My post announcing the next version of SQL Server picked up a couple of comments and rather than squeeze my reply in another comment I thought i would make it into a post.
Most customers started adopting SQL Server 2000 in 2001/2. Back in those days my laptop had 256Mb RAM coupled with a Pentium P3 running at 650MHz and a 20Gb hard disk. When working from home I had 64k ISDN. On the server front I might be lucky enough to be using a dual P3 or an early XEON with maybe 1-4Gb RAM with perhaps some 40Gb drives to play with.
If I look at what I have in my bag as I write this I have a dual core laptop with 4Gb RAM (which I can use all of as I am on windows 7 64bit) I have a 1 terabyte of disk. I was talking to a client yesterday who had 48 cores in each of his servers with 256Gbytes of RAM and multi-terabyte databases running across a geo cluster.
While technology has been marching on what else has changed over the last 7 years? Personally I use a lot more multimedia for work, I am permanently connected to the web, which means I can find what I want very quickly but also means I have to be careful. Another revolution in the Microsoft world since 2002 is SharePoint reflecting the need to collaborate and share all sorts of data all of which ends up in SQL Server
So what does this mean for the DBA? It means more data in SQL server more data per DBA and more varied data. So development of SQL Server has focused on scalability, manageability and the need to store all of these new kinds of data as well as the traditional oltp (do we still use this term) in the database.
Most of the flak on my last post was how often things change. You might argue about how often a release of SQL Server should come out. Five years between SQL Server 2000 & 2005 was seen by many as being far too long as server advancements, and security threats appeared. Three years coincides pretty well with windows server itself and if you look at the latest releases SQL Server version these come out shortly after the operating system. This means that SQL Server 2008 can support 64 cores because Windows Server 2008 can, with Windows Server 2008 r2, this rises to 256 cores so SQL Server 2008 r2 will support that. One other simple but obvious point is that every feature in SQL Server 2008 was asked for by someone who needed it for a very good business reason.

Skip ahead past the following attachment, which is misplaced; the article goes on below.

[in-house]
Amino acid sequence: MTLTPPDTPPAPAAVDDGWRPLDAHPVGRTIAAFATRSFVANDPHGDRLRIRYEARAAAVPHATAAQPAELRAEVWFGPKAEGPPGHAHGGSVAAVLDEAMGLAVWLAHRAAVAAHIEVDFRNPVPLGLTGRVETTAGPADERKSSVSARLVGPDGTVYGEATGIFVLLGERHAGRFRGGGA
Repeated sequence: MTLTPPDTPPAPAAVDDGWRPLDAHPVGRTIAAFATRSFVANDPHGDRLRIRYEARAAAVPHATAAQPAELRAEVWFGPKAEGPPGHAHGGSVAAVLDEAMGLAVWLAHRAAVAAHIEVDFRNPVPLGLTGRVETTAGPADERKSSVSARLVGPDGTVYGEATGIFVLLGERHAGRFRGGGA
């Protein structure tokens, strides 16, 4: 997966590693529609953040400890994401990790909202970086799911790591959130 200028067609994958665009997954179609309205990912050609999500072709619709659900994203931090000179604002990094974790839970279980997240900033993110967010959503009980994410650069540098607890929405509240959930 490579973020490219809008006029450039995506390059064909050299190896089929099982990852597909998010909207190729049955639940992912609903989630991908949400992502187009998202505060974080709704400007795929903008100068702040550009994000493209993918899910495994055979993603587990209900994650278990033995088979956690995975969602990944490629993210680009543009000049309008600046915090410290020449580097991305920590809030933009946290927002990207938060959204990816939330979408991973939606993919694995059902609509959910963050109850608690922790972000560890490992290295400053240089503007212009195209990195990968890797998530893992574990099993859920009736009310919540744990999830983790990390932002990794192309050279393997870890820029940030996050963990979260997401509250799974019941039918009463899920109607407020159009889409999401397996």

It would be great for Microsoft if everybody bought every release of our software, but the reality is this does not happen. So the biggest competitor to Vista is XP and the biggest competitor to SQL Server 2008 is SQL Server 2000. In the real world when you have a project to do or need to change your infrastructure to reflect some business change you should carefully consider whether there is advantage in using the latest or upcoming release of the product. However I would also caution against using a superceded version just because it is the standard. What you get if you do this is an increasingly ageing infrastructure which suddenly needs to be completely replaced, which in turn means you have a huge spike in your capex and a huge need for resources to do migration. On the other hand you do need some stability and so what this means is that you are generally running a mixed economy on your servers, using the latest and greatest where it makes sense and maybe holding onto older versions because of constraints such as third party applications.
However if you have to run SQL Server 2000 today because some mission critical legacy application needs it you could have SQL Server 2000 supported to 2015 as per Microsoft’s support policy. BTW this compares pretty well with Oracle for example: 10g came out in 2005 and will end mainstream support in 2010/11 with extended support to 2013 (http://www.orafaq.com/wiki/Oracle_10g).
So this all comes down to managing change and that is what top IT professionals including DBA’s do.
Finally I am very interested in comments like those made on my last post so thanks to Michael Swart and Shihab Hassan for the feedback.
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